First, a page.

How do I draw in the people pushing around strollers? If hanging my prettiest pieces up out by the street (and they were visible for more than a block away) doesn’t work, and having toys out front doesn’t work, what will? I had plenty of childless folks come in and pick over my stuff, but very few with actual babies. And I spent most of the day unsuccessfully trying to figure out how to change that.

To add injury to insult (yes, I put it that way on purpose) the van decided to die a long, slow death. Thankfully, the engine did not cut off until we were literally pulling into the driveway. Good news on that is that it’s most likely nothing more than a bad thermostat. Bad news on that is that, well, it’s a Dodge Ram Van, with about a yard-long nose, and what that translates out to is the alternator has to be taken out to get to the thermostat. So it’s not something we can do on our own.

With all this, I am taking a brief break from crocheting. I’ll be gone maybe a week, no more. (And I have enough other projects to show off you can count on at least one more entry from me in that timeframe.) I dusted off my knitting needles that I’ve never really put to use, and I am currently working on a version of this shawl. It is simple enough for an utter beginner like myself, but nice enough to suit my craft snob self. I simply cannot have my second knit project be a scarf. (My first, some eightteen months ago, was a buttoned, shaped cell phone case; ironic as I didn’t own a cell phone at the time!) I’m using up some scrap yarn, so it’s going to be interesting. But the pattern is so blessedly simple that I’ve already gotten it down; it only necessitates doing math every other row. (My sole criterion for picking a pattern, by the way, was that I could knit it on the size 10 straight needles which were the only ones I could find.)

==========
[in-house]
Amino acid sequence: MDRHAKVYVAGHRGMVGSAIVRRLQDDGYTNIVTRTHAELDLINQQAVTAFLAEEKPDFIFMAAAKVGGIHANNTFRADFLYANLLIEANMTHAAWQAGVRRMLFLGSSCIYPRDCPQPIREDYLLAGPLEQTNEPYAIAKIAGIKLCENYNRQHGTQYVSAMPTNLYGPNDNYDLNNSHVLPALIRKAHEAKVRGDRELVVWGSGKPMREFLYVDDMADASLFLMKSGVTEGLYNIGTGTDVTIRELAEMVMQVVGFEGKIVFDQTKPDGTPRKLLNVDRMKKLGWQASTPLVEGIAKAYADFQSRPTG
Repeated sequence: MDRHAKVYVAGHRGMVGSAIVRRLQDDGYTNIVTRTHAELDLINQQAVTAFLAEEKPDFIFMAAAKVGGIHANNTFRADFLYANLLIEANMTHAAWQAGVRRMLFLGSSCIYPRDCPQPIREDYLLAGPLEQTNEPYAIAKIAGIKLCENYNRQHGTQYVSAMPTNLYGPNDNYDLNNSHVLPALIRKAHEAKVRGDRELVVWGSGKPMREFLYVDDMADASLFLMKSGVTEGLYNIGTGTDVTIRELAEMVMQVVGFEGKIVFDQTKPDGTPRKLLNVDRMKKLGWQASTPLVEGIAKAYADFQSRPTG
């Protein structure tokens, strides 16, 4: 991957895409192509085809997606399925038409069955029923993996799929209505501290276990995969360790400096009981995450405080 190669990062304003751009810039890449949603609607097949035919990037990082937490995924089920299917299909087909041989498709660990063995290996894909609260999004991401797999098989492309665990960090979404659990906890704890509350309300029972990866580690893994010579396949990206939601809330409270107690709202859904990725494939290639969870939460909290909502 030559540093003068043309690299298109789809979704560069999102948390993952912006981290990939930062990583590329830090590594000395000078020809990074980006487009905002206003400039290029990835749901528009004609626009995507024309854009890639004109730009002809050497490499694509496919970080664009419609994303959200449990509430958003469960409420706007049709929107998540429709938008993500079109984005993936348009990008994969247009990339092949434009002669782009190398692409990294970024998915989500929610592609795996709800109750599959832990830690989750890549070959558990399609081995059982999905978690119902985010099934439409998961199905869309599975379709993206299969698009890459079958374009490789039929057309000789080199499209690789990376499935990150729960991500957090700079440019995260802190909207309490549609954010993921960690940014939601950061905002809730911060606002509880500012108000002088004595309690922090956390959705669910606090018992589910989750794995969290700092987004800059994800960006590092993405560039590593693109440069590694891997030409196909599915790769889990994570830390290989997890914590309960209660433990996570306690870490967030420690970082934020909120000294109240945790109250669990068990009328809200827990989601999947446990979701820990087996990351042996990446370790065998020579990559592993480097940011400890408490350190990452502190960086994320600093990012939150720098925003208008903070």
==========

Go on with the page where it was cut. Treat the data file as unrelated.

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One response to “I may be the only person ever

  1. Oh, so sorry to hear about the bummer craft fair, you stuff is so cute, I’m really surprised it didn’t sell. Hang in there. -Pam